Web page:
It looks odd, until you think about the big picture.
Chris Dore — the general manager of the facility, which we wrote about in a recent Business of Life profile — said it’s all about maximizing the use of court space at the former Brad Friedel Premier Soccer Academy.
Futsal, which Dore, the boys soccer coach at Avon High School and a former member of the Cleveland Force, said is “the world’s version of indoor soccer,” is played on the two SportCourt surfaces that are also used for hoops and volleyball.
“It’s played with a ball that doesn’t have as much bounce, so the ball is designed to stay on the ground,” Dore said of Futsal.
Dore, a former Bowling Green standout, said playing soccer on a hard surface has perks that give it an advantage over the traditional form of indoor soccer, which is played on a turf field.
“It’s good for kids’ skill development because the ball stays on the ground and it’s not bouncing,” Dore said. “If a ball stays on the ground, they don’t have to look straight down at it because it’s easier to control. Now they can be more comfortable with the ball down at their feet, and pay attention to what’s going on around them.
“Automatically, their soccer IQ is becoming better because they’re more aware of the spaces, where the defenders are coming from. It’s a way for soccer players to develop their skills in the winter time.”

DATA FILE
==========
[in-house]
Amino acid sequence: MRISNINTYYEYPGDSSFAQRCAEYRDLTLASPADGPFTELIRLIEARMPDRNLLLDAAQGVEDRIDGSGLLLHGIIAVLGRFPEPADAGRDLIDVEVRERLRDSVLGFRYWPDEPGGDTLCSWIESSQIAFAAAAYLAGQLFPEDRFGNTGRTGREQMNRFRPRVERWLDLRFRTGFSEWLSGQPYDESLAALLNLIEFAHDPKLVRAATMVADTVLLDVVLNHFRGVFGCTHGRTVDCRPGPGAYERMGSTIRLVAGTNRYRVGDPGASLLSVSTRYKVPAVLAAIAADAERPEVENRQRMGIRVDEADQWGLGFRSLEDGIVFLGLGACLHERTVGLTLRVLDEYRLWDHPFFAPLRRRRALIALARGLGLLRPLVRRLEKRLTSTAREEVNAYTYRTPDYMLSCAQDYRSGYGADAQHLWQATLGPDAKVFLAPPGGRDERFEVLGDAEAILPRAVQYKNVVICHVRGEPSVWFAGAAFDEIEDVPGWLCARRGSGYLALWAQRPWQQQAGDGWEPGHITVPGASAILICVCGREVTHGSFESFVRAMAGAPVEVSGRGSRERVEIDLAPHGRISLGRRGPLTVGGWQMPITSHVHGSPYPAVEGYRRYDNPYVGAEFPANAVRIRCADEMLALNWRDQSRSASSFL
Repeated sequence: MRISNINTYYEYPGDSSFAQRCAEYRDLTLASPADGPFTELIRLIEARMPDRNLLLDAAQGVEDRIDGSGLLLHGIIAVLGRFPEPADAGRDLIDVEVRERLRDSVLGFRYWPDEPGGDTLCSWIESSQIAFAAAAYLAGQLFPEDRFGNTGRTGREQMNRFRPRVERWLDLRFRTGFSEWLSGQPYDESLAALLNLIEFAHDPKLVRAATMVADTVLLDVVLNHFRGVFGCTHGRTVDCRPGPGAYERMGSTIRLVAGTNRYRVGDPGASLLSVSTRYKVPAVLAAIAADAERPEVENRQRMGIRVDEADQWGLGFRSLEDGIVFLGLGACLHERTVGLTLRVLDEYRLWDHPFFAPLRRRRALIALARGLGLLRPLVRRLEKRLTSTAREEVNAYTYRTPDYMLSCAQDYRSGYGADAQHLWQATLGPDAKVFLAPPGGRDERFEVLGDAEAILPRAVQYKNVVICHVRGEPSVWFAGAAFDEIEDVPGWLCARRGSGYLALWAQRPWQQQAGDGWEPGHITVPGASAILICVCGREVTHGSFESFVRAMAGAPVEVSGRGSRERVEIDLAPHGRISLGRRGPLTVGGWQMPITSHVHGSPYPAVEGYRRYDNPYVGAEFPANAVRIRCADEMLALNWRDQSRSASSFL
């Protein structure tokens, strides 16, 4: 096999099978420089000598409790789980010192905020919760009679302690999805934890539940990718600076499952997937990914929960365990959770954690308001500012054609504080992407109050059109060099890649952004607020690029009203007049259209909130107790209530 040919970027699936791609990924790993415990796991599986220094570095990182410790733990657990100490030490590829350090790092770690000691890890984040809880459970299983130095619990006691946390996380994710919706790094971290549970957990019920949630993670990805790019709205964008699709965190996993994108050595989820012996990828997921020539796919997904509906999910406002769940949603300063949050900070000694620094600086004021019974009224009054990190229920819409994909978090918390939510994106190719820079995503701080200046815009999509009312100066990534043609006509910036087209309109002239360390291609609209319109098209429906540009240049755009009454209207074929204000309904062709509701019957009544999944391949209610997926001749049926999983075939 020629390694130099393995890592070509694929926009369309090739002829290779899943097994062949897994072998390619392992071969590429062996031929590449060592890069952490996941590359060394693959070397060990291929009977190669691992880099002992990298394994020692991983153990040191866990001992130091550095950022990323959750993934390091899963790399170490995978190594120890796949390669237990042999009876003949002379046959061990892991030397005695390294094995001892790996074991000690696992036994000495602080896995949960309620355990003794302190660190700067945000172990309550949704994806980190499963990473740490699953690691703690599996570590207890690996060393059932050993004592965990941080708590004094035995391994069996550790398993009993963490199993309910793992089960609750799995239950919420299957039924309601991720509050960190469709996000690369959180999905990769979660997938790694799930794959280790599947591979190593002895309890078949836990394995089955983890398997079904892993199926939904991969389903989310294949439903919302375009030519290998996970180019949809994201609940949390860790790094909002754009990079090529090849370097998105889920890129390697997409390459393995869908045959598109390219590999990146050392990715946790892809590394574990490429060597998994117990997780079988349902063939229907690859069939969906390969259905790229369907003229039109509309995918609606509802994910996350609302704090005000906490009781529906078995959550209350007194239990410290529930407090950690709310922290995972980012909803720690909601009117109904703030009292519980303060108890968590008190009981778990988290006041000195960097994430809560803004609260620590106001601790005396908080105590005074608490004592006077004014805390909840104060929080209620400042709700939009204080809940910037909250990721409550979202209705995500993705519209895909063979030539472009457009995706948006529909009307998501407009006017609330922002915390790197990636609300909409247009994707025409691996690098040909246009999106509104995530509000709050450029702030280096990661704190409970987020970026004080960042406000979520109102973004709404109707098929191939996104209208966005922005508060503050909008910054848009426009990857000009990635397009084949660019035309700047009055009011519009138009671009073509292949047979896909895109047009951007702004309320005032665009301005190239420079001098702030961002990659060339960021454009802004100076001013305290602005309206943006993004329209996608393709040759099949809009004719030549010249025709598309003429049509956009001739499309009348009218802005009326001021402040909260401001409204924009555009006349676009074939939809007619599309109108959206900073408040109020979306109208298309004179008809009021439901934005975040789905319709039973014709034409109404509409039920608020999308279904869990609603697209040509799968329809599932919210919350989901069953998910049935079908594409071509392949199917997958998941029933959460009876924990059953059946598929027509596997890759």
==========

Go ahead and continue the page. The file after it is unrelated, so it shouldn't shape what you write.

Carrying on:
Indoor soccer with walls “is slowly becoming obsolete,” Dore said.
The reason, according to the Avon coach: “It’s a game that became popular in the ’80s and was made popular by the guys who played it in the ’80s.”
Translation: Times change.
That’s why I really enjoyed my trip to the newly opened Lost Nation Sports Park West — which joins the successful Willoughby location under the Lost Nation umbrella. Instead of discussing basketball and soccer, two staples of the Lost Nation complexes, we spent a lot of time on such activities as Futsal, lacrosse, volleyball and flag football.
Mike Srsen, a former Browns chief financial officer who opened the Willoughby complex with the late Patrick Parker 17 years ago, said lacrosse is an increasingly popular sport at his facilities.
“I can tell you when we opened Lost Nation in 1998, lacrosse wasn’t even in our vernacular,” Srsen said. “Now the two fastest-growing sports in the time we’ve run it are Junior Olympic volleyball for girls and for both boys and girls, lacrosse has been the next great hope for average size boys and girls with good hand-eye coordination and aggressiveness.”
Some high school lacrosse teams practice at the Lost Nation complexes, and Mentor Youth Lacrosse books time in Willoughby.
“I see that happening here (in Lorain),” Srsen said.
And if you think indoor soccer is only for kids whose ages are in or near double digits, you’re way off.
“We have a program (in Willoughby) called Little Kickers that starts at 18 months, and we probably run a thousand to 1,100 kids a year through that program,” Srsen said. “It’s four sessions. That’s our minor league system, because if you bring in that young family and you treat them right, now they’re coming up with you as they get older. As long as you treat the customer right …”
Before Srsen could complete the sentence, his business partner, Chris Haas (who also owns All Pro Freight Systems Inc. in Avon), jumped in.
“It’s repeat business,” Haas said. “That’s what it’s all about.”
It’s also about getting kids engaged in sports at an early age.
And it doesn’t have to be football, basketball or baseball.
At complexes such as Lost Nation, there are a bunch of other options.